oblique primary veins arcuate and often united near the slightly thickened revolute mar- 
gins; petioles slender, somewhat flattened on the upper side, and in falling leaving small 
nearly oval obcordate scars. Flowers: aments densely flowered, glabrous, short-stalked, 
%'-9>\' long, the pistillate becoming 2|'-4' long before the fruit ripens; scales broadly 
obovate, glabrous, thin, scarious, light brown, deeply and irregularly cut into numerous 






128 TREES OF NORTH AMERICA 

dark red-brown filiform lobes; disk of the staminate flower cup-shaped, slightly oblique, 
short-stalked; stamens 12-20, with short filaments and large light red anthers; disk of the 
pistillate flower shallow, cup-shaped, slightly and irregularly lobed, short-stalked; ovary 
ovoid, more or less 2-lobed, with a short or elongated style and 2 oblique dilated irregu- 
larly lobed stigmas. Fruit broadly ovoid, often rather abruptly contracted above the 
middle, short-pointed, thin-walled, 2-valved; pedicels often \' long; seeds ovoid or obovoid, 
rather obtuse, light brown, nearly $' long. 




Fig. 121 



A tree, 50-60 high, with a trunk rarely more than 18' in diameter, slender erect branches 
forming a narrow and usually pyramidal head, and slender glabrous or rarely puberulous 
branchlets marked by pale lenticels, at first light yellow-green, becoming bright or dark 
orange color in their first season, pale yellow in their second winter, and ultimately ashy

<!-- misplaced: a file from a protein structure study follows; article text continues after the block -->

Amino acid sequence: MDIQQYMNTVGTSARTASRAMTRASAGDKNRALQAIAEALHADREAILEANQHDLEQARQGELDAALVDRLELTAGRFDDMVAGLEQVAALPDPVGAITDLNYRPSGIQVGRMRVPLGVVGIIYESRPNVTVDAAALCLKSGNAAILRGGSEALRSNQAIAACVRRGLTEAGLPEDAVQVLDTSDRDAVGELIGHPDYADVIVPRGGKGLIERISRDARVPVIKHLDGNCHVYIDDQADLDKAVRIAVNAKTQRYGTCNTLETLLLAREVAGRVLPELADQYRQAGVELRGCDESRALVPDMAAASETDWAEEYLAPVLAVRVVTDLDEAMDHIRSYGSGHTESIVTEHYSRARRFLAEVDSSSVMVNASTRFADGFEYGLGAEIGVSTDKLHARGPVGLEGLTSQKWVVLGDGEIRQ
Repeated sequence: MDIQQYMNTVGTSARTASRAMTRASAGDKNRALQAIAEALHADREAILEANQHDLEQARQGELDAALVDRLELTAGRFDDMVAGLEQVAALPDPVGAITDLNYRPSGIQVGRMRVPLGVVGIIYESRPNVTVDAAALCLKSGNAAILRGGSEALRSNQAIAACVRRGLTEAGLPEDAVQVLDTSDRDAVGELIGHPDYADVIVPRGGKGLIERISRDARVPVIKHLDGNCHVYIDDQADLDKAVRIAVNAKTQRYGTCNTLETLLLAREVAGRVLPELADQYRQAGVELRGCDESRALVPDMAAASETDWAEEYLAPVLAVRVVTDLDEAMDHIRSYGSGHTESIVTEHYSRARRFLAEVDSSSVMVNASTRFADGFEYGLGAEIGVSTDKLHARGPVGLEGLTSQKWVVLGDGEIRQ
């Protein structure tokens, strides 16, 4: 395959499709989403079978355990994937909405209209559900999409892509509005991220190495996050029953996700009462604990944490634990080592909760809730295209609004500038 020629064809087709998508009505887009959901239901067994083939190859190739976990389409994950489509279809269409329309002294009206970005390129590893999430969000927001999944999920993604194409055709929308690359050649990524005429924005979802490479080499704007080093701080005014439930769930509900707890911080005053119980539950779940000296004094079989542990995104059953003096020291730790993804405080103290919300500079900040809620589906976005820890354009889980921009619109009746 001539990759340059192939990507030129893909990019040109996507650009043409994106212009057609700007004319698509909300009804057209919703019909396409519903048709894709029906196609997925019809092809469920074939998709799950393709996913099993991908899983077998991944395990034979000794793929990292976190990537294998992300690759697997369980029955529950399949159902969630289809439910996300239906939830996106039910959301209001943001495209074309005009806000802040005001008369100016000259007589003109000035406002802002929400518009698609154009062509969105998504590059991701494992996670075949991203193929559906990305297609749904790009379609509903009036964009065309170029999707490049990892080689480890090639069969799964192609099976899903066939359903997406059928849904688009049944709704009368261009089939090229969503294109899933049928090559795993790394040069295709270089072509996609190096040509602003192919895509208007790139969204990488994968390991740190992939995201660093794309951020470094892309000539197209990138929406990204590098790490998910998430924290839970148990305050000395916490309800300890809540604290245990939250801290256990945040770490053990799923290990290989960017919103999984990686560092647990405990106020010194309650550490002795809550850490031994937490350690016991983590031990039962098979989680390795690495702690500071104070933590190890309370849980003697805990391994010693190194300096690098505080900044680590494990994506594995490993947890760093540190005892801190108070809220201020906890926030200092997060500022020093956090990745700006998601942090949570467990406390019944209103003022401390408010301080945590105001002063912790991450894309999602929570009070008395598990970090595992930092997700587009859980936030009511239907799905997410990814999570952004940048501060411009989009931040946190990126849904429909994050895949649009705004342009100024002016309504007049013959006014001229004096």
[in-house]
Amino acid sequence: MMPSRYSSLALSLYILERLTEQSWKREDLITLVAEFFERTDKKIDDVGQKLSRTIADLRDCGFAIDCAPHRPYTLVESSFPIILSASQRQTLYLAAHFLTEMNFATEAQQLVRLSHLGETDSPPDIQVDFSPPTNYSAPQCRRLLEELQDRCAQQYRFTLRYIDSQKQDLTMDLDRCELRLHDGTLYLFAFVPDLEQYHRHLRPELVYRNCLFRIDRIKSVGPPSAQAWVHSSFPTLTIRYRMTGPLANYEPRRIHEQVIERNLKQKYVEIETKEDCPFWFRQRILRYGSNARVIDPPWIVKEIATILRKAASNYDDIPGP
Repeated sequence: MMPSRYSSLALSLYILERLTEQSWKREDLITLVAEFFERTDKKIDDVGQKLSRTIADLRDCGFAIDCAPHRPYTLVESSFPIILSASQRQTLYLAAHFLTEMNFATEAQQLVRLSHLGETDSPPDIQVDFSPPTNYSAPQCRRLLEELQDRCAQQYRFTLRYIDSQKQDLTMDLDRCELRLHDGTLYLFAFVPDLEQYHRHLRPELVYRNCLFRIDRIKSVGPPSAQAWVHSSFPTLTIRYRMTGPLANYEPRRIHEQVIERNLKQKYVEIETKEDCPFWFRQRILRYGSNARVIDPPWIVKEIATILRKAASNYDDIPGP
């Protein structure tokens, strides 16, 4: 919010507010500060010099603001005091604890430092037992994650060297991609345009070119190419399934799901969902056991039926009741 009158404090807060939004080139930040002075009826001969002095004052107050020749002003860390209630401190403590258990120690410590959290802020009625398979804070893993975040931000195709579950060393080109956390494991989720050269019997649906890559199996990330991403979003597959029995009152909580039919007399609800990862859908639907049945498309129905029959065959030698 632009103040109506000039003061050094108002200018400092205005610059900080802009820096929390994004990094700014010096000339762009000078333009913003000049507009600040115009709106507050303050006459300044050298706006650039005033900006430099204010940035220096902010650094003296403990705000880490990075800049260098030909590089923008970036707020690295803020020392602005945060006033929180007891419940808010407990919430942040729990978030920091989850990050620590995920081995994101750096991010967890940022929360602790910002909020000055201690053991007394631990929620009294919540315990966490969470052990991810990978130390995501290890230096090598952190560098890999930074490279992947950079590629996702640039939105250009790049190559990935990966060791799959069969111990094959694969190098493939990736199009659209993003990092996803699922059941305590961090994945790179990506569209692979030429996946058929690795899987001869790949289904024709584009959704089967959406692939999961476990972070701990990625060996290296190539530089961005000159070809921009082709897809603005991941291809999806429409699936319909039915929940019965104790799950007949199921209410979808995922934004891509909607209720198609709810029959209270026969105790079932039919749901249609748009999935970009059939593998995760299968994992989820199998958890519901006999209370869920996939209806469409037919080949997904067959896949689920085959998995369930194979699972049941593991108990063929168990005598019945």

gray. Winter-buds very resinous, ovoid, long-pointed, covered by usually 5 thin concave 
chestnut-brown scales; terminal \'-\' long and nearly twice as large as the axillary buds. 
Bark f '-!' thick, light yellow-green, divided near the base of old trees by shallow fissures 
into broad flat ridges, smooth and much thinner above. Wood light brown, with thin 
nearly white sap wood of 10-30 layers of annual growth. 

Distribution. Banks of streams usually at altitudes of 5000-10,000 above the sea; 
southern Alberta to the Black Hills of South Dakota and northwestern Nebraska (basin 
of Hat Creek) westward through Wyoming, Montana and Idaho to Yakima County, 
Washington, and southward to central Nevada, southwestern New Mexico (Silver City, 
Grant County) and northern Arizona; the common Cottonwood of northern Colorado, 
Utah, Wyoming, southern Montana, and eastern Idaho; on the mountains of Chihuahua. 

7. Populus acuminata Rydb. Cottonwood. 

Leaves rhombic-lanceolate to ovate, abruptly acuminate, gradually or abruptly nar- 
rowed and cuneate or concave-cuneate, or rarely broad and rounded at the mostly entire 
base, coarsely crenately serrate except near the apex, dark green and lustrous above, dull 
green below, 2'-4' long, f '-2' wide, with a slender yellow midrib, thin remote primary veins 
and obscure reticulate veinlets; petioles slender, nearly terete, l'-3' long. Flowers: